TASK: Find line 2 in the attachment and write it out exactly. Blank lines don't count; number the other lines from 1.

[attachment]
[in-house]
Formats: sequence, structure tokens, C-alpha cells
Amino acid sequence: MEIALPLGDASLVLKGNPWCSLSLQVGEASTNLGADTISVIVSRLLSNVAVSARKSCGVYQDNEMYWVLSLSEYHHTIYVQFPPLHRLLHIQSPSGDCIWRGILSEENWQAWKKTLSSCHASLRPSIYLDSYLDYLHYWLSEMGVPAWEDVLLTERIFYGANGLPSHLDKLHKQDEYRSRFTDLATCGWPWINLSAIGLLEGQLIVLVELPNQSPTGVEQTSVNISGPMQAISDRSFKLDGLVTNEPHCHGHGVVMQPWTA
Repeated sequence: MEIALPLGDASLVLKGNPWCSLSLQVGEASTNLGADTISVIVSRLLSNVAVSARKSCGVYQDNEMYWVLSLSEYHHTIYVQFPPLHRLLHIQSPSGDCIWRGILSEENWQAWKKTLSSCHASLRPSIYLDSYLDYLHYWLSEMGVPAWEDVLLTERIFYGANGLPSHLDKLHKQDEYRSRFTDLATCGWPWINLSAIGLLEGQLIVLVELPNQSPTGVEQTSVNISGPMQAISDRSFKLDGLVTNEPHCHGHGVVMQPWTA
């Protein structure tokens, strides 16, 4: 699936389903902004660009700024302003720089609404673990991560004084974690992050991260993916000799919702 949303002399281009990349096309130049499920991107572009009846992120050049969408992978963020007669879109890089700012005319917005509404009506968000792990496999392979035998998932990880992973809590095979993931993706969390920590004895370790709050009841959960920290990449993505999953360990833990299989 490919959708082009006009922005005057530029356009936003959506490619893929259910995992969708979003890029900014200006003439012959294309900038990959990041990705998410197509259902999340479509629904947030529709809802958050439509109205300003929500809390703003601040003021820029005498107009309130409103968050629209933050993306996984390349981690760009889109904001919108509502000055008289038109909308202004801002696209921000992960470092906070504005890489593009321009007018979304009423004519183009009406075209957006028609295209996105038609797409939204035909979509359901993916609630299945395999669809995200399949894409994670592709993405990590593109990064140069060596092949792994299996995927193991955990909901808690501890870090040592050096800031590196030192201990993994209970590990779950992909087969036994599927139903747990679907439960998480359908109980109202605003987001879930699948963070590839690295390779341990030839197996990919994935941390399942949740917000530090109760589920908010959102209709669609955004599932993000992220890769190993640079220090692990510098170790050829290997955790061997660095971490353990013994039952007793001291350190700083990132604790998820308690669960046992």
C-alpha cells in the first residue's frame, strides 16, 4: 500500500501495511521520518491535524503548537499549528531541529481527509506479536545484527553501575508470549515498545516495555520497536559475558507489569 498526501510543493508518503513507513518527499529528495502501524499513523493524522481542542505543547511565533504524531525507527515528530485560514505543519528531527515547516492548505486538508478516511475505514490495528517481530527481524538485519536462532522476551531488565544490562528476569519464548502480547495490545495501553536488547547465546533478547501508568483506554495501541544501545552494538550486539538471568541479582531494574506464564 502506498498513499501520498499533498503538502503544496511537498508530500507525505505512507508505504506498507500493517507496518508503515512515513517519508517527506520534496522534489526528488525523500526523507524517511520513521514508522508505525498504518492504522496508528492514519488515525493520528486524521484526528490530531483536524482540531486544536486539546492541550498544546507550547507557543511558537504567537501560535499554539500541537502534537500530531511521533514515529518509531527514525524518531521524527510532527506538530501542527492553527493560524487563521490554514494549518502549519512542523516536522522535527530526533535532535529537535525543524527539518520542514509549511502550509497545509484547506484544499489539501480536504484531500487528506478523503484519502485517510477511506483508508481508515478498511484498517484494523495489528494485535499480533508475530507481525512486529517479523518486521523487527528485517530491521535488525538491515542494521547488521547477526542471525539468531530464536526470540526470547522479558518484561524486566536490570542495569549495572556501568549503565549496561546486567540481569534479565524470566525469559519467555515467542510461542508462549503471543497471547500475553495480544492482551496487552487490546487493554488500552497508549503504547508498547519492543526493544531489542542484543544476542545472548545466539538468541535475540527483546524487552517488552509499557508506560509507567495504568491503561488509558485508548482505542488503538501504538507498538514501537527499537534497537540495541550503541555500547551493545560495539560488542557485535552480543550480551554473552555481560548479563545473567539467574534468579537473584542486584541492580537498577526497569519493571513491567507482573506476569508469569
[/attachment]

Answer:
Formats: sequence, structure tokens, C-alpha cells